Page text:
Soon we’ll be preparing for the fright night of October – Halloween. Kids will be wandering around in ill-fitted cloaks, clothes, multi-packs of candy will be rapidly scanned through the tills, and in support of dedicated all year round veggies, Pumpkin sales will rocket. Halloween is the scene of gruesome gratification for all things horror, yet there are a few people that wish to take the jest of evil and turn it into an actual probability.
The Typical Antics: Egging
For many mischievous youngsters ‘egging’ is like an urban sport. All it takes is a pack of eggs, a decent throw and the ability to run. Egging is redundant every other time of the year, but once Halloween swings by the town is vulnerable for a yolking. Whether there’s a hard to hit window at the top of a tower or it’s a couple of poor sods strolling away in the distance, egging on Halloween is a formality.
Apart from the fact that gooey shells will start to smell and stain the window if untreated, throwing an egg close range can come with catastrophic consequences. Although very rare, there have been cases of people becoming blind from the result of an egging. The hard shells can infiltrate the eye, cut and contaminate, and in some circumstance impair the vision of the victim. Before you try to think about how you can implement goggles into your costume, the chances that you’ll fall foul to this kind of treatment is extremely slim.
There is perhaps a top tip to reduce the chances of being egged: the common egg bandits usually range from young to late teens, so if you spot a group of shifty youngsters milling around or acting shady, perhaps skip that street and head onto the next. By doing this, you may have just missed becoming a sitting duck for the egg espionage.
Avoid Those Back-Chatting Children
We all know that kids enjoy a bit of backchat from time to time but on Halloween, they can turn into true rascals. The fact that they’re disguised in a ghoulish outfit seems to give them the added confidence to play up. Halloween costumes have far advanced from a ripped up t shirt, Mum’s eyeliner and baby powder. You can buy masks that pump fake blood around and if you think you’ll remember them by the colour of their eyes then you’re wrong. Halloween now gives you the opportunity to wear Halloween contact lenses to bolster your chilling appearance and hide the identity of your actual eye colour.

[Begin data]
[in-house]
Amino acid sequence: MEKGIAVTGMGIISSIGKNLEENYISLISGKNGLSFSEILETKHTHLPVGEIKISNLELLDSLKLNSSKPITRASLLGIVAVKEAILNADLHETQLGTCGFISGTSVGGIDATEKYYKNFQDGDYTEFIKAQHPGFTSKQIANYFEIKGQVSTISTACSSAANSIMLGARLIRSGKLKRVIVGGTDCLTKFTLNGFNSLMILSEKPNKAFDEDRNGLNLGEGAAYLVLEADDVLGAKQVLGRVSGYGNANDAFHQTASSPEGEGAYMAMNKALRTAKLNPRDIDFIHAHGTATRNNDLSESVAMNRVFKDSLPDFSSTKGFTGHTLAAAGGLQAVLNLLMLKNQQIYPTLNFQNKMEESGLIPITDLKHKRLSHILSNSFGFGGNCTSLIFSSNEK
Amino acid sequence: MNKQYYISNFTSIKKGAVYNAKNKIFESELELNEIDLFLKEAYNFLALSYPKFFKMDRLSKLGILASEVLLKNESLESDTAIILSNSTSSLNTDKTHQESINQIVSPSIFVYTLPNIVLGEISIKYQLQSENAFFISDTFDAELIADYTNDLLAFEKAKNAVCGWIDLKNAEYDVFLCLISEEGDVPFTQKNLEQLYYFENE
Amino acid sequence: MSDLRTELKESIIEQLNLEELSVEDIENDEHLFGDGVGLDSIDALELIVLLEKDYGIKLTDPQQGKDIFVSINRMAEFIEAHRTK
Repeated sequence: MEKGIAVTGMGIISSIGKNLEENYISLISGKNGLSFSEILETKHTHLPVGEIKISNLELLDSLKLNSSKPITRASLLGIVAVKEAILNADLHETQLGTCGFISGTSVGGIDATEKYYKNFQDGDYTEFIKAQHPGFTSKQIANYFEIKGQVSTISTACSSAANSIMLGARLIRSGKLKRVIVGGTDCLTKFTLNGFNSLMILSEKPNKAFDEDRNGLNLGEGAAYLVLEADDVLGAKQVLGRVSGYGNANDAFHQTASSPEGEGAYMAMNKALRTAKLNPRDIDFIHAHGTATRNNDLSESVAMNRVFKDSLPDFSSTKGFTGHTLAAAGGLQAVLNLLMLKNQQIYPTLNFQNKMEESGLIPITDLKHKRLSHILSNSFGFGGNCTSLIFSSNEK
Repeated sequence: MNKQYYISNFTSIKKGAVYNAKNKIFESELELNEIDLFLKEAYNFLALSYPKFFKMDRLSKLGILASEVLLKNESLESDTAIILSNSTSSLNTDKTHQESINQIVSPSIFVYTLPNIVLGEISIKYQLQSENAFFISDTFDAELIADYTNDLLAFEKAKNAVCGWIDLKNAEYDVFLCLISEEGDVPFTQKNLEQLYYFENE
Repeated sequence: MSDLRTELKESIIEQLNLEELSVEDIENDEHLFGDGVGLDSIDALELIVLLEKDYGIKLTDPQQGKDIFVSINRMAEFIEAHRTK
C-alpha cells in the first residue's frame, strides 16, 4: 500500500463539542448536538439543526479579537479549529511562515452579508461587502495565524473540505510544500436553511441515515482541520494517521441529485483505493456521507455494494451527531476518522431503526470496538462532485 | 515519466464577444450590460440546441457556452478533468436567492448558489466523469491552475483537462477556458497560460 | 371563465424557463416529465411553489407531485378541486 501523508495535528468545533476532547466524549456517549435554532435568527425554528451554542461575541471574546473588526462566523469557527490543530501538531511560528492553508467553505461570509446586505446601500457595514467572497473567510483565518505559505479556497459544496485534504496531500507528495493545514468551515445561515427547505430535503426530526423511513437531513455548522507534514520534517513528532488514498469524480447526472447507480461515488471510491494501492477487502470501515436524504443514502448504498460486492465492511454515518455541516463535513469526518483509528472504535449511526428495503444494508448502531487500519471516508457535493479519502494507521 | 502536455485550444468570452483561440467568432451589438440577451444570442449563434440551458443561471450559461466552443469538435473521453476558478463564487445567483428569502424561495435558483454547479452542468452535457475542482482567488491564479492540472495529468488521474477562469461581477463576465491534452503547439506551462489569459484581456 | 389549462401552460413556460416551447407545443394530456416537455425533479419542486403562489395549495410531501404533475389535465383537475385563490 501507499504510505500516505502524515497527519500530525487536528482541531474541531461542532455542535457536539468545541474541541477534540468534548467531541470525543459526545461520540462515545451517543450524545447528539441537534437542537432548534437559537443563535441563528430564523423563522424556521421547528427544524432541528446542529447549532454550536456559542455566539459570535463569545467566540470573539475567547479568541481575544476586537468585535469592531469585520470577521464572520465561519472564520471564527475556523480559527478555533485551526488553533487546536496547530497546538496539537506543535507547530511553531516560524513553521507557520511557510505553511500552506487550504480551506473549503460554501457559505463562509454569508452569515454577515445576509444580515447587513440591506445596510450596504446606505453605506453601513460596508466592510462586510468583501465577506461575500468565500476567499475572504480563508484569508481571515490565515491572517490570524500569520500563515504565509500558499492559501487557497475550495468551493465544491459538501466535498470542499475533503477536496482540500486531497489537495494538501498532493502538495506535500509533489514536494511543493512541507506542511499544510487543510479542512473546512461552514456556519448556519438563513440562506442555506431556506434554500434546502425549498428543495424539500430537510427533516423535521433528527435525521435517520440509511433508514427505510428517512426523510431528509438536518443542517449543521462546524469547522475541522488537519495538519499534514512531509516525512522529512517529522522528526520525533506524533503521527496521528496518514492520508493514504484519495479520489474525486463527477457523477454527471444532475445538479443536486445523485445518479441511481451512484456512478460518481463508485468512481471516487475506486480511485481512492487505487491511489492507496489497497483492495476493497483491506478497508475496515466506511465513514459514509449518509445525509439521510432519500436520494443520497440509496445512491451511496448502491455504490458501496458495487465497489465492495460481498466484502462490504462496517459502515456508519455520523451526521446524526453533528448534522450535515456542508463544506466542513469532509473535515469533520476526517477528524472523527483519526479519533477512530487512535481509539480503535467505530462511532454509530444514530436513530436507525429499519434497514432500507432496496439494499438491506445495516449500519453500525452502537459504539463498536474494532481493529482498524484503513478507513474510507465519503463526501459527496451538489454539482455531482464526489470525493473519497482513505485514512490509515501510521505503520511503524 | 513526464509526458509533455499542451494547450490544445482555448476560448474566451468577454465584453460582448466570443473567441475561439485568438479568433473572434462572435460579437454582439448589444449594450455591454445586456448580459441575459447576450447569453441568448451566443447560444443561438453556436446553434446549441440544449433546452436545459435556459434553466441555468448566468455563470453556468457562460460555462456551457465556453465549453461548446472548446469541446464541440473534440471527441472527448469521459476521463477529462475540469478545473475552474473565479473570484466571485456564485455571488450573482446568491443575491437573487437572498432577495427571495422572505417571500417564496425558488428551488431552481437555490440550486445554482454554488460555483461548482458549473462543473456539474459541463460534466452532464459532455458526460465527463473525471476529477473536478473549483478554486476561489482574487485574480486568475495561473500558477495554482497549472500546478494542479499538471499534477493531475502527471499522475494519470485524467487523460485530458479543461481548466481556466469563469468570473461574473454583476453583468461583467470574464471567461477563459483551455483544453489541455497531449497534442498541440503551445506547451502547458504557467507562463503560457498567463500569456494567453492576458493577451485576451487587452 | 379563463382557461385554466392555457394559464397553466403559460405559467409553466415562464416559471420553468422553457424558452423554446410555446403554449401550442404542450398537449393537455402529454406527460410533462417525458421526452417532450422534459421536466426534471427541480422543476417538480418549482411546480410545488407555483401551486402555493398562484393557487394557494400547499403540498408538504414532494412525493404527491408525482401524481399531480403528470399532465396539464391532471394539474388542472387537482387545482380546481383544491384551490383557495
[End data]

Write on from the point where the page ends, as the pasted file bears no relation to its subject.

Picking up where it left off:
Although you’re unlikely to come across Satan’s true spawn you may get an extra bite of rudeness as you answer the door, “Trick or treat? Give me some sweets now.”, for example. To combat the blunt and needy sort, just walk to kitchen and grab a piece of fruit. Hand it to them, say “enjoy” and then shut the door. Obesity’s on the rise but don’t be too mean because after all, it is their night.
Dodge Those Jesus Freaks
Now, whether you think Halloween will rise up the evil spirits or not, this time is for kids to have fun – people are hardly dressing up to summon the devil. Even if you believe the celebration of Halloween does have a significant impact on unearthing real life evils then it’s probably been tainted. If you’re out trick or treating, try to avoid the Vicar’s house or anyone you know who is religiously devoted. For one they probably won’t answer and two, if they do, you’ll get an earful of the bible.
Remember, Real Evil People Do Exist
There’s no reason to be scared, but you need to be aware that there are nutters out there, hell bent on ruining lives. You may have heard the fear mongering stories of the kid that had a razor blade stuck inside his apple or children receiving tainted sweets containing poison, but again like becoming blind from an egging, these stories are highly unusual. However, if your kid comes home charged up, talking quickly and bouncing off the walls then it could be more than just a sugar rush. Needless to say, you should avoid knocking on the door of the despondent outcasts or people with previous convictions related to children.
With all this said, the likelihood of any of these things happening to you is extremely rare. Have fun, stay safe and happy Halloween!
Photo Credit: Flickr/Greger Ravik